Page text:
More than 950 agribusinesses and farm groups are urging Congress to ratify the U.S.-Mexico-Canada Agreement quickly. Canada, Mexico and the U.S. have all taken the first steps towards ratifying the agreement that will replace the North American Free Trade Agreement. However, recent threats of additional tariffs, and the slow pace of politics, are concerning for farmers and ranchers. Chuck Conner, National Council of Farmer Cooperatives president and CEO, says USMCA “will provide an important source of certainty in a climate where that commodity is in short supply.” The group is urging lawmakers to “move quickly to bringing up the agreement” once it is formally submitted to Congress. Mexico is expected to ratify the agreement next week, following negotiations with the U.S. last week to stop threatened tariffs by the Trump administration over migrants crossing the border into the United States. Trump claimed the recent talks would result in “immediate” sales of U.S. ag products to Mexico. However, Mexico confirmed Monday that the talks did not include a side deal for agriculture.

American Drivers Reach 10 Billion Miles Driven on E15

As President Trump visited an Iowa ethanol plant Tuesday, Growth Energy announced U.S. drivers have reached 10 billion miles driven on E15. The announcement follows the Environmental Protection Agency’s recent notice to allow for year-round E15 sales, likely to increase the pace of growth and miles driven on E15. Growth Energy works with retailers to grow E15 availability, including recent expansions announced by Casey’s General Stores and others, to give more drivers access to E15. Growth Energy says E15 is currently sold at more than 1,800 stations in 31 states. President Trump promoted the recent rule allowing for year-round E15 as part of his Iowa trip. The President joined Iowa Representative Cindy Axne and Governor Kim Reynolds for a tour of  Southwest Iowa Renewable Energy, along with EPA administer Andrew Wheeler. Trump also met with ethanol industry officials in Des Moines, including POET CEO Jeff Broin. The EPA announced the final rule to allow year-round E15 last month at a separate Iowa ethanol facility.

USDA Helping Farmers, Businesses and Ag Producers Cut Energy Costs

The Department of Agriculture Tuesday announced 58 grants to help farmers and rural businesses to reduce energy costs. The grants, awarded in 17 states and Puerto Rico, are provided through the Rural Energy for America Program, or REAP. Congress allocated $50 million for REAP grants and loan guarantees in 2019. Tuesday’s announcement includes $1 million in renewable energy projects. USDA will make additional funding announcements in the coming weeks. Joel Baxley, acting assistant to the secretary for rural development, says lowering energy costs “helps businesses improve their bottom line and create jobs” in rural America. Recipients can use REAP funding for energy audits and renewable energy systems such as biomass, geothermal, hydropower and solar. They also can be used to make energy efficiency improvements to heating, ventilation and cooling systems, including insulation, lighting and refrigeration. Grants announced Tuesday include $100,000 for the University of Oregon to help rural agritourism operations and small businesses implement renewable energy systems. More examples of funded projects are available online at www.rd.usda.gov.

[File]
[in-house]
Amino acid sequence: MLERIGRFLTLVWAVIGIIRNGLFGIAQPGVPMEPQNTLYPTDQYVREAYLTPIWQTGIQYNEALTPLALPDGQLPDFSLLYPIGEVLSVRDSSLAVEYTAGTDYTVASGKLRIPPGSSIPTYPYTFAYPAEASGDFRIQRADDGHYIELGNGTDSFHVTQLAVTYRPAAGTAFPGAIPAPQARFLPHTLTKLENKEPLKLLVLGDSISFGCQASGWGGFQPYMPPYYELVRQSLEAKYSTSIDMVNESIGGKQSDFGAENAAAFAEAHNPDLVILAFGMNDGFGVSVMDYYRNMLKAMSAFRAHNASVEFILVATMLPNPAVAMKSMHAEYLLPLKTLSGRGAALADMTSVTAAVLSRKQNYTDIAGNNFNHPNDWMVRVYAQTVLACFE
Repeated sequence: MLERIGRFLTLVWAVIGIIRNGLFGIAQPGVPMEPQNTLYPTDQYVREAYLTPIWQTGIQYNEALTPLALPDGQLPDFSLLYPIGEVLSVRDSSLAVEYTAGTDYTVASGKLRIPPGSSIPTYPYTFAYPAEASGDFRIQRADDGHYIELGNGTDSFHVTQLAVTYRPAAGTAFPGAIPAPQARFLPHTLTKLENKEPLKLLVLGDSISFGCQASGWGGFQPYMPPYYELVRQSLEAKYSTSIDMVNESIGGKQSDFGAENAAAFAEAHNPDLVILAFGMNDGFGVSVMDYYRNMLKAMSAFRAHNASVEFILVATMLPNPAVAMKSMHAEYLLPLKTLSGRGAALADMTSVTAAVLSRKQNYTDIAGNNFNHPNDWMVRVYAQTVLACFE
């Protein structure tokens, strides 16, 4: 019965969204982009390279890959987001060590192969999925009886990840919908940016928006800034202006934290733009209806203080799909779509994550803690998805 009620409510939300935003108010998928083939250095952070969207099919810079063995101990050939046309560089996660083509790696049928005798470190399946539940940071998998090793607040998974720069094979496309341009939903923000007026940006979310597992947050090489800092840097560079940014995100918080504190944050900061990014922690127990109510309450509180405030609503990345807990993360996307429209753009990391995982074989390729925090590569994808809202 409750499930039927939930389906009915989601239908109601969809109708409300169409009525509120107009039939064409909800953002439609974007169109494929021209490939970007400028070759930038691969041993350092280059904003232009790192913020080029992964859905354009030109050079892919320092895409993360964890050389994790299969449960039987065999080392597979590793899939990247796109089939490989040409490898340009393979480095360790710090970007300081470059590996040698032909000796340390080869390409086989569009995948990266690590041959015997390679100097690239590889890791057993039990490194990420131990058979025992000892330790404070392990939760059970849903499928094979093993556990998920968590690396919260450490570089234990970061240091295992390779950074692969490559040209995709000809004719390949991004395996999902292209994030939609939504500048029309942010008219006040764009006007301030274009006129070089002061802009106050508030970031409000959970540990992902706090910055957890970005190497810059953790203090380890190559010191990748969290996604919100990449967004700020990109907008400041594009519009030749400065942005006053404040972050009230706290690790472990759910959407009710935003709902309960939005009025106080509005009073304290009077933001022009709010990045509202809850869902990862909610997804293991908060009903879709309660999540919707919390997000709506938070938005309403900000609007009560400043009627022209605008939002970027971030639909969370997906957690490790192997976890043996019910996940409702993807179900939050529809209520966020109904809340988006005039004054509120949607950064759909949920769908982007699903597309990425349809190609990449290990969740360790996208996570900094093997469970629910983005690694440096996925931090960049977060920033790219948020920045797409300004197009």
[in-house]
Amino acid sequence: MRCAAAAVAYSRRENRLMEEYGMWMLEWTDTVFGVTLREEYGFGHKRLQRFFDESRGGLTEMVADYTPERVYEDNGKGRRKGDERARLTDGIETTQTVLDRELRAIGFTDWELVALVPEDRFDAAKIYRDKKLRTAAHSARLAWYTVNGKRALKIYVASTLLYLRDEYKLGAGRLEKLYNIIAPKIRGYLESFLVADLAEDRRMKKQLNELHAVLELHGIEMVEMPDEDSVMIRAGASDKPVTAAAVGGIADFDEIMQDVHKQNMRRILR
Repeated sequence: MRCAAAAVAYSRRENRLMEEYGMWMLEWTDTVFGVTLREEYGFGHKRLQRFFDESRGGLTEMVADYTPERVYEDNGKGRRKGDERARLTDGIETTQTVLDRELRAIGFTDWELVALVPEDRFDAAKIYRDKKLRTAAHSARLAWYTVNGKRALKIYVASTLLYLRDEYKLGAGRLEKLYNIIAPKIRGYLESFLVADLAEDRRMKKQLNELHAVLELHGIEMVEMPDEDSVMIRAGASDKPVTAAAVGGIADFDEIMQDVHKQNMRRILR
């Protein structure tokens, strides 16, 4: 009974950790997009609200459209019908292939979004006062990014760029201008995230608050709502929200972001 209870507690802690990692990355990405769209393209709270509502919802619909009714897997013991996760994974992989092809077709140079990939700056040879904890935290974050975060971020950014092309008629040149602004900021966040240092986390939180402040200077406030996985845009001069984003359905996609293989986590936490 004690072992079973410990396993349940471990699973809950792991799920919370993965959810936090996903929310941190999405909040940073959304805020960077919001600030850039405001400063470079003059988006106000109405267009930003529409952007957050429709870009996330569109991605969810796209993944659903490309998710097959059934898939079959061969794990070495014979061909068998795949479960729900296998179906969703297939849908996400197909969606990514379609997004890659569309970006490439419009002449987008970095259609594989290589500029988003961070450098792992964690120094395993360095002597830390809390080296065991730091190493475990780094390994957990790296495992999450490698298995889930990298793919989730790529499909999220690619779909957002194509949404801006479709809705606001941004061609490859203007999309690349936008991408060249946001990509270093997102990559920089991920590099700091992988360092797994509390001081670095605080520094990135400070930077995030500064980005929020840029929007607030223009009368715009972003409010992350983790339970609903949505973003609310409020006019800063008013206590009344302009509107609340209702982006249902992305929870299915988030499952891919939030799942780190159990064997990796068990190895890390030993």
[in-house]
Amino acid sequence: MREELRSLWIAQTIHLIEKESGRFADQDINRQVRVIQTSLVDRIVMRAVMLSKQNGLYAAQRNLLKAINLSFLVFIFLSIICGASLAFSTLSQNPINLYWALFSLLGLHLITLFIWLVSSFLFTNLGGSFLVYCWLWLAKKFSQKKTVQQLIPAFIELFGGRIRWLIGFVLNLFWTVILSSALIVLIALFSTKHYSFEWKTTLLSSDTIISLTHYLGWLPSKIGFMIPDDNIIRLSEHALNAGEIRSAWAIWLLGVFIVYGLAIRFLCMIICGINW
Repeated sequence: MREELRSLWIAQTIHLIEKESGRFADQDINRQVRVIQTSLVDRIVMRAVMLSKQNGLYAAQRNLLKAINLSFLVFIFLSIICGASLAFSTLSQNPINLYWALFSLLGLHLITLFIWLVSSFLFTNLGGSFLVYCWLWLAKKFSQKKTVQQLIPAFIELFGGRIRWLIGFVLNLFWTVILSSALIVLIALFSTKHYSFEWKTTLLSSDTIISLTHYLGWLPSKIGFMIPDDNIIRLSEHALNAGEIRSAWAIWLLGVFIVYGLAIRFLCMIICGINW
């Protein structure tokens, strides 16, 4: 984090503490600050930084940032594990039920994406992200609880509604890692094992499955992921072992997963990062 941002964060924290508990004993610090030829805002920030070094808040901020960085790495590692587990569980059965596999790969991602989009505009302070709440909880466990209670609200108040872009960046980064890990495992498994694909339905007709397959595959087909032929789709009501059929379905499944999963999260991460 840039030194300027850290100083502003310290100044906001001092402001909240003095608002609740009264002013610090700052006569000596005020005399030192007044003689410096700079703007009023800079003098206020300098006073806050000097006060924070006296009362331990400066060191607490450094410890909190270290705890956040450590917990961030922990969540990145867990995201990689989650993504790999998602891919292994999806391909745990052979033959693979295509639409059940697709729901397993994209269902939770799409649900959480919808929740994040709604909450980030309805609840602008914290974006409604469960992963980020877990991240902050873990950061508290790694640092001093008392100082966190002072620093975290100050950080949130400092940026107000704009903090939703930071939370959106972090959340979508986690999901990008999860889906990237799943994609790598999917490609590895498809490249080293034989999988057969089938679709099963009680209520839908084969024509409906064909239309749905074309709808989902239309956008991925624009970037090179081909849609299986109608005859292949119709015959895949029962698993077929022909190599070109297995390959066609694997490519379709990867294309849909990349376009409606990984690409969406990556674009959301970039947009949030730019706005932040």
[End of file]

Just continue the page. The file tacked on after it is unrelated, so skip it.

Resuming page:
SOURCE: NAFB News Service


By Tucker Allmer - The BARN

Tucker Allmer & the BARN are members of the National Association of Farm Broadcasting (NAFB), the Colorado FFA Foundation, the Colorado 4H Foundation, the Colorado Farm Show Marketing Committee, 1867 Club Board Member, Denver Ag & Livestock Club Member, the Weld County Fair Board, the Briggsdale FFA Advisory Council, Briggsdale 4H Club Beef Leader & Founder / Coordinator of the Briggsdale Classic Open Jackpot Show.